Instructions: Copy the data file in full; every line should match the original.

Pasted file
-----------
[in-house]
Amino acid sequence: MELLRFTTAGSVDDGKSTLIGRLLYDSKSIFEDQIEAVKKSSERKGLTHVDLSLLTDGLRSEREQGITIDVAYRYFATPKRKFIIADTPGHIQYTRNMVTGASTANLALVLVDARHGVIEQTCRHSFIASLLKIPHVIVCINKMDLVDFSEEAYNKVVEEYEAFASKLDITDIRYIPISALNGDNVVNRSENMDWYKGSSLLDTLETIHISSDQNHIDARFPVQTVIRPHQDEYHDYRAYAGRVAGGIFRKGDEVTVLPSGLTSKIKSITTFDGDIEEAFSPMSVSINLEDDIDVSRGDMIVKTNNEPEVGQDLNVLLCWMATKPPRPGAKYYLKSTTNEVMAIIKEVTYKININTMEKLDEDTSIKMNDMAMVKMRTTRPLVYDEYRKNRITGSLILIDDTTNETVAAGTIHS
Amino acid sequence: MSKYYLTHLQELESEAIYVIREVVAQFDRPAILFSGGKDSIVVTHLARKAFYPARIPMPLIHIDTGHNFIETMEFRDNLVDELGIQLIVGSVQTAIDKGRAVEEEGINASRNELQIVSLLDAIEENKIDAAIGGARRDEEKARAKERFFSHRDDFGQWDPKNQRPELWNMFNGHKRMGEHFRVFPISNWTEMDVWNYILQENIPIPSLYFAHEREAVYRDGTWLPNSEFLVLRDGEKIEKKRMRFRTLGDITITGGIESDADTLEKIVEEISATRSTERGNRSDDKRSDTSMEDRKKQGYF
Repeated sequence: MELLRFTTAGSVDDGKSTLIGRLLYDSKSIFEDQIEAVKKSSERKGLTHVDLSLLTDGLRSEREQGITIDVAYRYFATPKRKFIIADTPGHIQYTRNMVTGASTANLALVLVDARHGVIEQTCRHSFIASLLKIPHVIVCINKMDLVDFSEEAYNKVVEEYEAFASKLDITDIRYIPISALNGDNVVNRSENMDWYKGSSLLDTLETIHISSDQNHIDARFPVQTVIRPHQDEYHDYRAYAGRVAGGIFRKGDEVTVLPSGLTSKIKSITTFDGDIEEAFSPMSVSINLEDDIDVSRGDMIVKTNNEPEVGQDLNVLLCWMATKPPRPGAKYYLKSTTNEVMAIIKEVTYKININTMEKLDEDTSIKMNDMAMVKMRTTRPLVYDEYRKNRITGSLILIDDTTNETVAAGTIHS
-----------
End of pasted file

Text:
[in-house]
Amino acid sequence: MELLRFTTAGSVDDGKSTLIGRLLYDSKSIFEDQIEAVKKSSERKGLTHVDLSLLTDGLRSEREQGITIDVAYRYFATPKRKFIIADTPGHIQYTRNMVTGASTANLALVLVDARHGVIEQTCRHSFIASLLKIPHVIVCINKMDLVDFSEEAYNKVVEEYEAFASKLDITDIRYIPISALNGDNVVNRSENMDWYKGSSLLDTLETIHISSDQNHIDARFPVQTVIRPHQDEYHDYRAYAGRVAGGIFRKGDEVTVLPSGLTSKIKSITTFDGDIEEAFSPMSVSINLEDDIDVSRGDMIVKTNNEPEVGQDLNVLLCWMATKPPRPGAKYYLKSTTNEVMAIIKEVTYKININTMEKLDEDTSIKMNDMAMVKMRTTRPLVYDEYRKNRITGSLILIDDTTNETVAAGTIHS
Amino acid sequence: MSKYYLTHLQELESEAIYVIREVVAQFDRPAILFSGGKDSIVVTHLARKAFYPARIPMPLIHIDTGHNFIETMEFRDNLVDELGIQLIVGSVQTAIDKGRAVEEEGINASRNELQIVSLLDAIEENKIDAAIGGARRDEEKARAKERFFSHRDDFGQWDPKNQRPELWNMFNGHKRMGEHFRVFPISNWTEMDVWNYILQENIPIPSLYFAHEREAVYRDGTWLPNSEFLVLRDGEKIEKKRMRFRTLGDITITGGIESDADTLEKIVEEISATRSTERGNRSDDKRSDTSMEDRKKQGYF
Repeated sequence: MELLRFTTAGSVDDGKSTLIGRLLYDSKSIFEDQIEAVKKSSERKGLTHVDLSLLTDGLRSEREQGITIDVAYRYFATPKRKFIIADTPGHIQYTRNMVTGASTANLALVLVDARHGVIEQTCRHSFIASLLKIPHVIVCINKMDLVDFSEEAYNKVVEEYEAFASKLDITDIRYIPISALNGDNVVNRSENMDWYKGSSLLDTLETIHISSDQNHIDARFPVQTVIRPHQDEYHDYRAYAGRVAGGIFRKGDEVTVLPSGLTSKIKSITTFDGDIEEAFSPMSVSINLEDDIDVSRGDMIVKTNNEPEVGQDLNVLLCWMATKPPRPGAKYYLKSTTNEVMAIIKEVTYKININTMEKLDEDTSIKMNDMAMVKMRTTRPLVYDEYRKNRITGSLILIDDTTNETVAAGTIHS